Church History

Proto-Cathedral of Saint Mary

As Byzantine Catholics began moving across the country after the Second World War, they brought the customs and traditions of their parents and grandparents with them. Among those were the Rohal, Gruchala, Onufrak and Sovich families, who came to California and were interested in starting a Byzantine Catholic Church on the West Coast

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In response to the invitation of these families, the Most Reverend Nicholas Elko, Bishop of Pittsburgh, appointed Father Eugene Chromoga to establish a Byzantine Catholic parish in Los Angeles. The first Divine Liturgy was celebrated on November 18, 1956, in the chapel of the Nazareth House in Van Nuys. On October 1, 1957, the present church property was purchased and the new community was placed under the Patronage of the Most Holy Mother of God. Until the new church was constructed, Sunday and holyday Divine Liturgies were celebrated at Our Lady of Zapopan Roman Catholic Church in North Hollywood.
On April 13, 1958, Bishop Elko blessed the rectory and the small chapel attached to the back of the rectory. Bishop Elko granted the status of parish to Saint Mary on May 1, 1958, and appointed Father Chromoga as the first pastor. A few days later, the Reverend William Levkulic was sent as Associate Pastor. Father Levkulic, at the direction of Father Chromoga, began to celebrate the Divine Liturgy in Fontana and San Diego. Saint Mary’s began to fulfill her role as Mother Church to the California parishes.

In September, 1959, ground was broken for the new church, and construction began a year later. His Eminence James Francis Cardinal McIntyre, Archbishop of Los Angeles, and Bishop Elko solemnly blessed the new church and hall on February 12,1961.

In 1969, Father Paul Fetch was appointed the new pastor of Saint Mary when Father Chromoga was transferred to the Diocese of Parma in 1969. He continued the parish programs and expanded the Eastern Christian Formation (ECF) Program. With the generosity of the church’s faithful parishioners, the dream of paying off the entire mortgage and making Saint Mary debt free was realized on February 3, 1973.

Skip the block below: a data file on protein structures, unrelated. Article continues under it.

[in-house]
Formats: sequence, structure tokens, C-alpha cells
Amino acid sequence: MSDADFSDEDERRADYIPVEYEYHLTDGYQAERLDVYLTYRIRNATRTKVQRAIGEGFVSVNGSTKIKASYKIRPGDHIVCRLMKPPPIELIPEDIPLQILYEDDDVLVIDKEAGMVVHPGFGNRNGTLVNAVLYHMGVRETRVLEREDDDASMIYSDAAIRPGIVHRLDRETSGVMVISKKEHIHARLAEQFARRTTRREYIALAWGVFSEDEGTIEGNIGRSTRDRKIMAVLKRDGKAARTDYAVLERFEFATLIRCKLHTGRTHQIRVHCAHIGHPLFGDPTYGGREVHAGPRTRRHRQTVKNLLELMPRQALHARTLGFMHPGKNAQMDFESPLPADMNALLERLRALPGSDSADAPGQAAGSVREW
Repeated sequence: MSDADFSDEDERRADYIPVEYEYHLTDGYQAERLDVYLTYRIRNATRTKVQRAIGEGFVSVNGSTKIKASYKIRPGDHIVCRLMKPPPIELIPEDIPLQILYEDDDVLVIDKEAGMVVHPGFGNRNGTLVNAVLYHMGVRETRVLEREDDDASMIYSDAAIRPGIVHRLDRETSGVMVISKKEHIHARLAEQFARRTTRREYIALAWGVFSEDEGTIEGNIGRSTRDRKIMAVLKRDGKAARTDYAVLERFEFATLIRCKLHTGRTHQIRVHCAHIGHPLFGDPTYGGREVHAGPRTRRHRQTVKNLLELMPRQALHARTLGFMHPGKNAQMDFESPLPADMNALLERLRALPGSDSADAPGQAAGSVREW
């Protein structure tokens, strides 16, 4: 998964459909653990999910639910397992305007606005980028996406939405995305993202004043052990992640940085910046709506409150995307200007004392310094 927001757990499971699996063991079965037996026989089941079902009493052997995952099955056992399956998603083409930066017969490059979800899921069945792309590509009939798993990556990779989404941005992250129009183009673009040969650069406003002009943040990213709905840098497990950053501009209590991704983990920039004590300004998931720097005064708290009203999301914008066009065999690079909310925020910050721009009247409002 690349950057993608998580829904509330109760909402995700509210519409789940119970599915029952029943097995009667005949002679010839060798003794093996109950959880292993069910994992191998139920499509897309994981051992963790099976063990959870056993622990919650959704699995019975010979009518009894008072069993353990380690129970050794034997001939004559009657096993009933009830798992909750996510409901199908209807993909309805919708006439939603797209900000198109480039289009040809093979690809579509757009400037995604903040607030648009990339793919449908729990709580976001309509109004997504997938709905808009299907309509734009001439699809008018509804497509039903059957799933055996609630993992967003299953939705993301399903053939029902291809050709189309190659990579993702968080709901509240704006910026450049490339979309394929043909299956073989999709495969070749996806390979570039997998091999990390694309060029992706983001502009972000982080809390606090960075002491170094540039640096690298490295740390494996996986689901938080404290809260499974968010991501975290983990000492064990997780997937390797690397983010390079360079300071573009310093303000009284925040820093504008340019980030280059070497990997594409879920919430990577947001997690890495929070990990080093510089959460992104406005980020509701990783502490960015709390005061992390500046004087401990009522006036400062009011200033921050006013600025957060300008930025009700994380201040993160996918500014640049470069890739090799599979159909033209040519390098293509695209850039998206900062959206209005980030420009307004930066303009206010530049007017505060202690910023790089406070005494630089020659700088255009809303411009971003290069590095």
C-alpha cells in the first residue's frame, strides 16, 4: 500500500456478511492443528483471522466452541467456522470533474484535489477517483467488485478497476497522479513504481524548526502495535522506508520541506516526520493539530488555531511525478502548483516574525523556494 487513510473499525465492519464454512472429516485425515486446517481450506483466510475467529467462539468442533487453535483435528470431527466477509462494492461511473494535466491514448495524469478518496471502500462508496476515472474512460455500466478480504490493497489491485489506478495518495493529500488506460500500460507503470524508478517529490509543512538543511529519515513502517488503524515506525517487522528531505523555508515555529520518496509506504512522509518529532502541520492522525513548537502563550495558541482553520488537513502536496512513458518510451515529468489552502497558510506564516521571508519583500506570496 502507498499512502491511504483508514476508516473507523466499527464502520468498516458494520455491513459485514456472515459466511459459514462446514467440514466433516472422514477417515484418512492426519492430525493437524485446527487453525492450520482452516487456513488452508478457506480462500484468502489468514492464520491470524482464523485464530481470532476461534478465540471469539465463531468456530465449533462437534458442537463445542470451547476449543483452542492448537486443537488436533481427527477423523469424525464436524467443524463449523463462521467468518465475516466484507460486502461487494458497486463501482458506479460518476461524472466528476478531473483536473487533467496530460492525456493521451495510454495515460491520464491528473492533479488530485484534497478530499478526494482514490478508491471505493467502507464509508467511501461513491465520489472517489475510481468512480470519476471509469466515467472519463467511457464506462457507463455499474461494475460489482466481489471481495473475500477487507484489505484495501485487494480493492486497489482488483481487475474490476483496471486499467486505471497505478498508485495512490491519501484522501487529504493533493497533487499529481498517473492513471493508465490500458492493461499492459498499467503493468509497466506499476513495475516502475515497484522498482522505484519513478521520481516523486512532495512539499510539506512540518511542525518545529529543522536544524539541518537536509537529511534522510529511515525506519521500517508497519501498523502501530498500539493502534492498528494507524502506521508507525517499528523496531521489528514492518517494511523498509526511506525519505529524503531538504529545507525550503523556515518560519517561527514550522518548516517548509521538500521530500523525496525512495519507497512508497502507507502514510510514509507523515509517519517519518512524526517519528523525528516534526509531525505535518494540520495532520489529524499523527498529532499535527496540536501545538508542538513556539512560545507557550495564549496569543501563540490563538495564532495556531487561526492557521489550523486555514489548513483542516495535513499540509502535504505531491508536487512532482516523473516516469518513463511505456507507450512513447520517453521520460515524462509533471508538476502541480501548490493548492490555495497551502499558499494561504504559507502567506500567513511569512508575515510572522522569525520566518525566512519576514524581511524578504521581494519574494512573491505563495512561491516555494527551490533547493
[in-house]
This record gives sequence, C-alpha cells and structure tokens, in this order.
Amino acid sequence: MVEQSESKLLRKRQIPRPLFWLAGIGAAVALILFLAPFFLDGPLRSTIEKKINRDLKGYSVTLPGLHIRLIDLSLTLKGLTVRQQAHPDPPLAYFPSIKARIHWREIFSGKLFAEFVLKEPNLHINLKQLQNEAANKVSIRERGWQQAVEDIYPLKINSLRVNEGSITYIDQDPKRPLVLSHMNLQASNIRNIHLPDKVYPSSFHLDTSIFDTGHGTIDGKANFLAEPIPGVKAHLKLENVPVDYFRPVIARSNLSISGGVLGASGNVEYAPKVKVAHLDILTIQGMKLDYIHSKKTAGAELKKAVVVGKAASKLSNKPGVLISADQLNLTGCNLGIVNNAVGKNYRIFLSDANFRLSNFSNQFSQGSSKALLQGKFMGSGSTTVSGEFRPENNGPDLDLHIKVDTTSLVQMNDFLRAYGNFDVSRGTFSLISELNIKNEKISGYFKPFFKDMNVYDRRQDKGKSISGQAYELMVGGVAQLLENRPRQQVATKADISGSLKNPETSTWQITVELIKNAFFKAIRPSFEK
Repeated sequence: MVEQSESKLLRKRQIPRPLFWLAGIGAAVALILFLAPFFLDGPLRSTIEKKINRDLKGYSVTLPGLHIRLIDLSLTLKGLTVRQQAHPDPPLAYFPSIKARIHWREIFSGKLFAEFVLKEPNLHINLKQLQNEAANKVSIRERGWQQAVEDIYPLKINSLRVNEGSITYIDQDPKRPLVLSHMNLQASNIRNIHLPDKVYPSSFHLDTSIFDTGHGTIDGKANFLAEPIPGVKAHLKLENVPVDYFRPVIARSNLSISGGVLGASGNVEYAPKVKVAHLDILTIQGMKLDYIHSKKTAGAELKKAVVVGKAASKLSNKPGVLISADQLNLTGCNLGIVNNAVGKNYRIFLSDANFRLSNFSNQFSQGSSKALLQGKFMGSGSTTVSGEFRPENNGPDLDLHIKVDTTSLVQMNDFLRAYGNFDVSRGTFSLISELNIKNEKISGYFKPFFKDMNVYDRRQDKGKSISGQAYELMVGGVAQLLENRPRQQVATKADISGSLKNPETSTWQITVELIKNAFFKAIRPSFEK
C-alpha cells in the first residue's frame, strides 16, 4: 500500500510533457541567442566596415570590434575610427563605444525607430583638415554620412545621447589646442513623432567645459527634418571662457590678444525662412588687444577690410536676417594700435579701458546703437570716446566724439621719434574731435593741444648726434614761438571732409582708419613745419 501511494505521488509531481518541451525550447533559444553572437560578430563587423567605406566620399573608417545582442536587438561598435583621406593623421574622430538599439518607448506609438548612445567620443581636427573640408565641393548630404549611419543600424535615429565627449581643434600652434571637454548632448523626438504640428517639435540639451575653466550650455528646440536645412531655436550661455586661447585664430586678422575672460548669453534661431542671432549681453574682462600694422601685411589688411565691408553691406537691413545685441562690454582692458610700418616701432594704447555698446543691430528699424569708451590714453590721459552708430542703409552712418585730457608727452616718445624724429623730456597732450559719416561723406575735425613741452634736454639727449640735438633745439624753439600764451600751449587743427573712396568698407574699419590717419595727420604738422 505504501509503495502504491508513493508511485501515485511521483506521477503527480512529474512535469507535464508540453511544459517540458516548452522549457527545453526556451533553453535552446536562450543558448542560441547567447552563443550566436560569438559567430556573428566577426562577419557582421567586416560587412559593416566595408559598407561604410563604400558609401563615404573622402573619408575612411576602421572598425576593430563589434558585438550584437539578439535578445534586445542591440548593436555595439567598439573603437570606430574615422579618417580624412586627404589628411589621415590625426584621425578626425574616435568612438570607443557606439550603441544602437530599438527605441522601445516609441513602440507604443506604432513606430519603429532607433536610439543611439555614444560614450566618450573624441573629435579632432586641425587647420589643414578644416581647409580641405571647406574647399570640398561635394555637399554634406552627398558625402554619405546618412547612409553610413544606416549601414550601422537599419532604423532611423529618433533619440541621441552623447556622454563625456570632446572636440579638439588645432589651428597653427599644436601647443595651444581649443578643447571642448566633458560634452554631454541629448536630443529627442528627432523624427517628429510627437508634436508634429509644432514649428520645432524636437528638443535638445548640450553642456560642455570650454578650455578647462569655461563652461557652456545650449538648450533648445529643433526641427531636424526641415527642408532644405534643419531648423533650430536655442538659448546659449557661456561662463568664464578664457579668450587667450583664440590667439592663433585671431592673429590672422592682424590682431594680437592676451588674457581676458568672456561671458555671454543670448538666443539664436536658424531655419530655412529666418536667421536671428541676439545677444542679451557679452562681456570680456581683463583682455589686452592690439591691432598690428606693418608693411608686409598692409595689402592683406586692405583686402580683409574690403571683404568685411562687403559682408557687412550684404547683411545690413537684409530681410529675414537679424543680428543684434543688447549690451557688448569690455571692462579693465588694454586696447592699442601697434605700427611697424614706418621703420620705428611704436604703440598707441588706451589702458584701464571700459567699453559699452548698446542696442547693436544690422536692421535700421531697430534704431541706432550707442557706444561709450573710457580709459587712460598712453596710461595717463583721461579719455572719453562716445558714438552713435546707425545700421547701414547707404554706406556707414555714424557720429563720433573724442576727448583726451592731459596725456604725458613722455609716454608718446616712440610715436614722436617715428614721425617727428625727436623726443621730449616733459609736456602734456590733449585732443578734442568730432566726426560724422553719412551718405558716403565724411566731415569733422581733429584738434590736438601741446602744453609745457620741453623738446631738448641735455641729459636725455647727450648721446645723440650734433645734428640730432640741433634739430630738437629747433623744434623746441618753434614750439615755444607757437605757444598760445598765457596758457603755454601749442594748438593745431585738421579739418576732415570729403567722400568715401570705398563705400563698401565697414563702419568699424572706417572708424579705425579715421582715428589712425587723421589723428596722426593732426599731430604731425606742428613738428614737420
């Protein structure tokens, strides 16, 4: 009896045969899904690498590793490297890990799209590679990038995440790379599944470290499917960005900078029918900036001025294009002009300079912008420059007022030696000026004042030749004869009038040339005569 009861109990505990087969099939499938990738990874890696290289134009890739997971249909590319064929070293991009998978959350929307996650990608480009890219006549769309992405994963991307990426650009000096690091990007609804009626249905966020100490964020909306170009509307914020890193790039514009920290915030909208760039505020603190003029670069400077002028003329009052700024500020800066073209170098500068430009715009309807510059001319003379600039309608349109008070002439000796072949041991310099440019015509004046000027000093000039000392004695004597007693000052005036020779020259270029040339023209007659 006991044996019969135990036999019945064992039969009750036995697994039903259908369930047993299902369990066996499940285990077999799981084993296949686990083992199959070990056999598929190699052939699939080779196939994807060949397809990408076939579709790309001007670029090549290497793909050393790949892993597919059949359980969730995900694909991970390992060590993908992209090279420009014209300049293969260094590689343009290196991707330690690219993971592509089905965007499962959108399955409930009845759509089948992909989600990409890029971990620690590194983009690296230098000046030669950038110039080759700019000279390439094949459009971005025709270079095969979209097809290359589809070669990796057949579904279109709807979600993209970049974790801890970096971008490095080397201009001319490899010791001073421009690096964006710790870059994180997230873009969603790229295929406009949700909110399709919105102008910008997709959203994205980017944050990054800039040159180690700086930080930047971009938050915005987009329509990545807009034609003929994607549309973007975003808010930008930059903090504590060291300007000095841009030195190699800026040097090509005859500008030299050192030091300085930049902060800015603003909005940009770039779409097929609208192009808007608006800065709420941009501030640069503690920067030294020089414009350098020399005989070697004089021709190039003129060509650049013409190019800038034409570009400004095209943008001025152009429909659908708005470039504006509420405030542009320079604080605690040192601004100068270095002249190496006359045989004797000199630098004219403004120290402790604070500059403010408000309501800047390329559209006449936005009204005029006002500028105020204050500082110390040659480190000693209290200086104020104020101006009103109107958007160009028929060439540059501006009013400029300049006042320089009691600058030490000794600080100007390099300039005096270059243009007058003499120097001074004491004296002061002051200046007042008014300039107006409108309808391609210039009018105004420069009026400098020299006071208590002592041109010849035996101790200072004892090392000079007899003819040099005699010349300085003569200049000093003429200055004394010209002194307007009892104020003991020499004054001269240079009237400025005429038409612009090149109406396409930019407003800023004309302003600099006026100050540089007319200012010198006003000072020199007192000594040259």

On April 1, 1976, Father Eugene Linowski was appointed the third pastor of Saint Mary. Through his efforts, a Total Eastern Christian Educational program was made available to the entire community, which helped other churches become more knowledgeable about the Byzantine Catholic Church. On November 8, 1981, Bishop Emil Mihalik ordained Saint Mary parishioner Michael Hladky and Michael Savko from Annunciation parish in Anaheim as the first two permanent deacons on the West Coast.

On December 3, 1981, the Holy Father, John Paul II, made the historic decision to establish a Byzantine Catholic Eparchy to cover the thirteen western states, including Alaska and Hawaii. Saint Mary was elevated to the rank of Cathedral. The Most Reverend Thomas V. Dolinay was named the first Bishop for the Eparchy of Van Nuys. On June 1, 1982, Father Michael Moran was appointed by Bishop Dolinay as the first rector of the new Cathedral. The Chancery Office for the Eparchy was located on the Cathedral property from 1982 until 1989 when Bishop Dolinay moved it to Northridge. The office building would become the convent for the Sisters of Saint Basil who would serve both the Eparchy and the Cathedral as Pastoral Associates.